Monday, October 27, 2014

The Innovation Clock

If you are a sports fan, you'll recognize that many, if not most, team sports are time-driven.  Football (American and otherwise), basketball, hockey and others all have a definitive, set time for the match.  Baseball is probably one of the few sports that doesn't have a set timeframe, just a set number of chances for each team to have an "at bat".  In most games, time isn't a factor until the end of either half, and suddenly it becomes precious. That's why in American Football and in basketball "timeouts" are hoarded and used strategically, to manage the clock, to plan the final plays.  Time is of the essence, and using the precious time effectively matters to coaches.

But the vast majority of us live on corporate time, not sports time.  We don't compete in televised events on the weekends, but instead compete every day, every minute to drive more revenue and more profit for our employers.  Time is just as precious in this setting as it is in the sports world, and how we use the time allotted to us each day matters.  More important, I think, is how we decide to divide the time we have, and how we strategically determine what to do with those allotments.  For many firms, the division of time comes down to two critical segments, first, driving short-term revenue and profits, and second, generating ideas to drive future competitive advantage and profits.  If our "game" is divided into two halves or segments, one based on efficiency and short term profitability and the second on innovation, how are we determining the time investment?

In football, basketball and baseball each team gets an equal opportunity.  Once one team has had the ball and made its plays, the opposite team gets to attempt its strategy.  Equal number of opportunities does not mean equal time or equal outcomes.  A poor football team may conduct three plays and then punt the ball back to their opponent, who may methodically take the ball down the field and score. But even in games where the teams are significantly mismatched, the weaker team gets to possess the ball every other time.  In the business world the division of labor is even more pronounced.  In many organizations it can be difficult to find anyone who has a full time "innovation" role.  Just about everyone is focused on efficiency, effectiveness and short term profits.  When innovation is attempted, we draft some of the people who already have a full time commitment and ask them to conduct an innovation exercise.  These folks often don't receive the training they need, and have divided loyalties between their everyday job and their innovation tasks.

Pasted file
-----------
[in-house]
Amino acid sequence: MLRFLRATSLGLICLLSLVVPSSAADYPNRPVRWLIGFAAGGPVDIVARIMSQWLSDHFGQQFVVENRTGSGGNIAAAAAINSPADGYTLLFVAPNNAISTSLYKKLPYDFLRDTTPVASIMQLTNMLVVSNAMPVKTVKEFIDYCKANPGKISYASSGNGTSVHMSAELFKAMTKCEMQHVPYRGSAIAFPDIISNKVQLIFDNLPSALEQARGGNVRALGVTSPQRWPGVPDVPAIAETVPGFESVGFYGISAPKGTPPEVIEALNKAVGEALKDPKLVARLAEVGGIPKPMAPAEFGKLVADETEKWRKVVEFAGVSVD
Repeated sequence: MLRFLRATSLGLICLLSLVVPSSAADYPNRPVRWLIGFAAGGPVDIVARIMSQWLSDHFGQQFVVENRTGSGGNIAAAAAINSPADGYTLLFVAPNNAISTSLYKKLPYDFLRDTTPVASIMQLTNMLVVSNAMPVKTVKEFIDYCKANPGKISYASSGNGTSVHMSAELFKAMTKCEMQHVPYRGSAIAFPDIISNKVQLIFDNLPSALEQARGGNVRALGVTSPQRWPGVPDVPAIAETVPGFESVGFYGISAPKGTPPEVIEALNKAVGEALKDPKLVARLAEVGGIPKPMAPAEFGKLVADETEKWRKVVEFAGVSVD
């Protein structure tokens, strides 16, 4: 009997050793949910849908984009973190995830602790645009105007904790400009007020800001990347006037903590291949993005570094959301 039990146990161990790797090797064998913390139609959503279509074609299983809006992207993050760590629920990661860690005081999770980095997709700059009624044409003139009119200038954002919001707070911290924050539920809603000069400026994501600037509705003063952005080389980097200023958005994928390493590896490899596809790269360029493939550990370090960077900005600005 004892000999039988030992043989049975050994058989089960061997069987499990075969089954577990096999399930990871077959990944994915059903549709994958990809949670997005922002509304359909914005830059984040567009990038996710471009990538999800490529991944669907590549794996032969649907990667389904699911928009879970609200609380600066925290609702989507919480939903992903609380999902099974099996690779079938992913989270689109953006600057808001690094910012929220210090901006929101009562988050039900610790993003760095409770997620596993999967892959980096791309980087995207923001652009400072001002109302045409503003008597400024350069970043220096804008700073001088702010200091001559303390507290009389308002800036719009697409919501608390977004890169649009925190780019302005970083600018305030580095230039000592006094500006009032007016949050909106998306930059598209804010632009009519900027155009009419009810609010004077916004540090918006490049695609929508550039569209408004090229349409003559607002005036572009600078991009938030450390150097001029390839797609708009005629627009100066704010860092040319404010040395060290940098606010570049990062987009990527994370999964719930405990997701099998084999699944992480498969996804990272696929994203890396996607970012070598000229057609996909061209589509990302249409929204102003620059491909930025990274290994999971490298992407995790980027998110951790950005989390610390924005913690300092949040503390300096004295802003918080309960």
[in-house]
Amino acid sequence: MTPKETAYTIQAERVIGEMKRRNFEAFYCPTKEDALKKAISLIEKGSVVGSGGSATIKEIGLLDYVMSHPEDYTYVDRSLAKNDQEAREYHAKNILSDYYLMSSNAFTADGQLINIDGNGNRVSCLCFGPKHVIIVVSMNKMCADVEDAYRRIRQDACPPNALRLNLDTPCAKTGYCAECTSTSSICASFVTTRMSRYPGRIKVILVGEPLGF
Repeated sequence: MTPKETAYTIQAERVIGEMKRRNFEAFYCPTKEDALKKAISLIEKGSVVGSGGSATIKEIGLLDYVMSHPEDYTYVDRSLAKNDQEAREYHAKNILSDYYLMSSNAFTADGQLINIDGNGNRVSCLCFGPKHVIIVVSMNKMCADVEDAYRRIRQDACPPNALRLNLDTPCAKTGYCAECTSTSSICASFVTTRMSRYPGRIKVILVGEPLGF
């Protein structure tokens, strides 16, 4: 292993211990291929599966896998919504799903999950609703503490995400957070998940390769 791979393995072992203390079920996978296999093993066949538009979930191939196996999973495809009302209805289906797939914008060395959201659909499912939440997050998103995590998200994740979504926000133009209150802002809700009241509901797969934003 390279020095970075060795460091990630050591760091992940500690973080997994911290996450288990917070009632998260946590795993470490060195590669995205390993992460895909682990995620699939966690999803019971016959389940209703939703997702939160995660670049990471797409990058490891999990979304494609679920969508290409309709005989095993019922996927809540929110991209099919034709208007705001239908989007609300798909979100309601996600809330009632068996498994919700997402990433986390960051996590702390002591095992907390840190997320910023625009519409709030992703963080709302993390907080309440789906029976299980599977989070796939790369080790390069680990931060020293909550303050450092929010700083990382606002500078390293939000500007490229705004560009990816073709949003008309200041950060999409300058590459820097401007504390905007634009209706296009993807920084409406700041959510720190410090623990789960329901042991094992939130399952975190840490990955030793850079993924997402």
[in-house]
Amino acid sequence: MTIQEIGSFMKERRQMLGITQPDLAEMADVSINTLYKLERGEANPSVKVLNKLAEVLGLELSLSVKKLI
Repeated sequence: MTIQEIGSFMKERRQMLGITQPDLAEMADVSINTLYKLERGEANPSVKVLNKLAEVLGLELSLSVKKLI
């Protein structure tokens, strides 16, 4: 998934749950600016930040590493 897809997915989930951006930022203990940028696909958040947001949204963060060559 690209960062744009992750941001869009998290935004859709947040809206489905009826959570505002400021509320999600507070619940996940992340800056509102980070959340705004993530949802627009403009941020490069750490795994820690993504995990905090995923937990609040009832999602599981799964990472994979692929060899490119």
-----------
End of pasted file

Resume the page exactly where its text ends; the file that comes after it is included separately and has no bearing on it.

The question becomes:  how do we plan and allocate resources for two very important tasks:  keeping the efficient operations churning to generate short term profit, and developing new ideas to fuel future earnings and growth.  Both have to occur - it's exceptionally difficult for a business to ignore developing new skills or new products for future earnings.  Yet there are few rules of thumb or methods for an executive team to capably divide the two important deliverables, and its innovation that suffers.  And when innovation is neglected, it's often the case that we see executives forced to call a "timeout", when their products are disrupted by a new entrant.  At that point the executives will place people on a very urgent, short term activity to fix the fact that innovation was ignored. But as must of us sports fans know, trying to dig out from a deep hole late in the game is very difficult.

What's your innovation clock?  Are you adequately dividing your time between the efficient operating processes in place today and the innovative insights and skills needed to develop new products for tomorrow?  How do you decide how much time and resource commitment is necessary to spend in each area?  How do you signal to your teams that time must be spent on innovation activities on a regular basis, rather than signalling time out late in the game, faced with an insurmountable lead?
AddThis Social Bookmark Button
posted by Jeffrey Phillips at 6:23 AM


Post a Comment

<< Home